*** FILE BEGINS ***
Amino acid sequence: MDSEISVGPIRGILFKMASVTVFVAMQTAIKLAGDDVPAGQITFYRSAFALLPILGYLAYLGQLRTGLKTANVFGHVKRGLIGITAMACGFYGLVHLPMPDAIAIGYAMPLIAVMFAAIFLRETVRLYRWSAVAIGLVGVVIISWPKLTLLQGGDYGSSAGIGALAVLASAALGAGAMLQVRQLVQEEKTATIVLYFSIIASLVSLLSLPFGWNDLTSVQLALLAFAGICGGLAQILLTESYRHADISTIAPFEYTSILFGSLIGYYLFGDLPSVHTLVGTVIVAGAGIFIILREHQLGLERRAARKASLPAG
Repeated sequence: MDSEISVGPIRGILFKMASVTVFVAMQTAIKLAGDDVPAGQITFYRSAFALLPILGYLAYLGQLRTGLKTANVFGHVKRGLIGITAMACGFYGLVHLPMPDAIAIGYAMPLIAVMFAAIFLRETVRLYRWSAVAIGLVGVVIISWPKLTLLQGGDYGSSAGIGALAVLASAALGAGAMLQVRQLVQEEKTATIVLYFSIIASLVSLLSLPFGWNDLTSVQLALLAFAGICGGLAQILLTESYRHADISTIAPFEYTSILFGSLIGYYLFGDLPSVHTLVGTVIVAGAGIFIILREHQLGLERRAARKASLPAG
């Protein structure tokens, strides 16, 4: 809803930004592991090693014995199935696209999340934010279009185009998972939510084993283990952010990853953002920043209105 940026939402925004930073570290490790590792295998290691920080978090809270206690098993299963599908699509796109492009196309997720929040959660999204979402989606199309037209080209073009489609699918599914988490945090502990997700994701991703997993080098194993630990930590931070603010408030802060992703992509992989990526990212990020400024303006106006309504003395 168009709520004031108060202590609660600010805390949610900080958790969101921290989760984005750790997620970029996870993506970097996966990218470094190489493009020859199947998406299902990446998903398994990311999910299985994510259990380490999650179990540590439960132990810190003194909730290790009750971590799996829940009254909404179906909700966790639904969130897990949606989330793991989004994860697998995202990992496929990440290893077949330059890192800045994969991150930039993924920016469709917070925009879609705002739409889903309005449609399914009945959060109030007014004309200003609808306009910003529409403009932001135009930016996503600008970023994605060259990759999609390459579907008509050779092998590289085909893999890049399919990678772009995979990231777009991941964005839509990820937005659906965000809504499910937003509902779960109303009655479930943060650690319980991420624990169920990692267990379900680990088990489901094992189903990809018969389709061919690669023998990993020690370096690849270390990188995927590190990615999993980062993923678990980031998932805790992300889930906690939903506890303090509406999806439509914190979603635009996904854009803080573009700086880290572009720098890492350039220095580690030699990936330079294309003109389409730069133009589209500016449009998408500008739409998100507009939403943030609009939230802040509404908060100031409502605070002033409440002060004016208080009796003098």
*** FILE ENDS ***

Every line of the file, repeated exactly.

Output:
Amino acid sequence: MDSEISVGPIRGILFKMASVTVFVAMQTAIKLAGDDVPAGQITFYRSAFALLPILGYLAYLGQLRTGLKTANVFGHVKRGLIGITAMACGFYGLVHLPMPDAIAIGYAMPLIAVMFAAIFLRETVRLYRWSAVAIGLVGVVIISWPKLTLLQGGDYGSSAGIGALAVLASAALGAGAMLQVRQLVQEEKTATIVLYFSIIASLVSLLSLPFGWNDLTSVQLALLAFAGICGGLAQILLTESYRHADISTIAPFEYTSILFGSLIGYYLFGDLPSVHTLVGTVIVAGAGIFIILREHQLGLERRAARKASLPAG
Repeated sequence: MDSEISVGPIRGILFKMASVTVFVAMQTAIKLAGDDVPAGQITFYRSAFALLPILGYLAYLGQLRTGLKTANVFGHVKRGLIGITAMACGFYGLVHLPMPDAIAIGYAMPLIAVMFAAIFLRETVRLYRWSAVAIGLVGVVIISWPKLTLLQGGDYGSSAGIGALAVLASAALGAGAMLQVRQLVQEEKTATIVLYFSIIASLVSLLSLPFGWNDLTSVQLALLAFAGICGGLAQILLTESYRHADISTIAPFEYTSILFGSLIGYYLFGDLPSVHTLVGTVIVAGAGIFIILREHQLGLERRAARKASLPAG
């Protein structure tokens, strides 16, 4: 809803930004592991090693014995199935696209999340934010279009185009998972939510084993283990952010990853953002920043209105 940026939402925004930073570290490790590792295998290691920080978090809270206690098993299963599908699509796109492009196309997720929040959660999204979402989606199309037209080209073009489609699918599914988490945090502990997700994701991703997993080098194993630990930590931070603010408030802060992703992509992989990526990212990020400024303006106006309504003395 168009709520004031108060202590609660600010805390949610900080958790969101921290989760984005750790997620970029996870993506970097996966990218470094190489493009020859199947998406299902990446998903398994990311999910299985994510259990380490999650179990540590439960132990810190003194909730290790009750971590799996829940009254909404179906909700966790639904969130897990949606989330793991989004994860697998995202990992496929990440290893077949330059890192800045994969991150930039993924920016469709917070925009879609705002739409889903309005449609399914009945959060109030007014004309200003609808306009910003529409403009932001135009930016996503600008970023994605060259990759999609390459579907008509050779092998590289085909893999890049399919990678772009995979990231777009991941964005839509990820937005659906965000809504499910937003509902779960109303009655479930943060650690319980991420624990169920990692267990379900680990088990489901094992189903990809018969389709061919690669023998990993020690370096690849270390990188995927590190990615999993980062993923678990980031998932805790992300889930906690939903506890303090509406999806439509914190979603635009996904854009803080573009700086880290572009720098890492350039220095580690030699990936330079294309003109389409730069133009589209500016449009998408500008739409998100507009939403943030609009939230802040509404908060100031409502605070002033409440002060004016208080009796003098």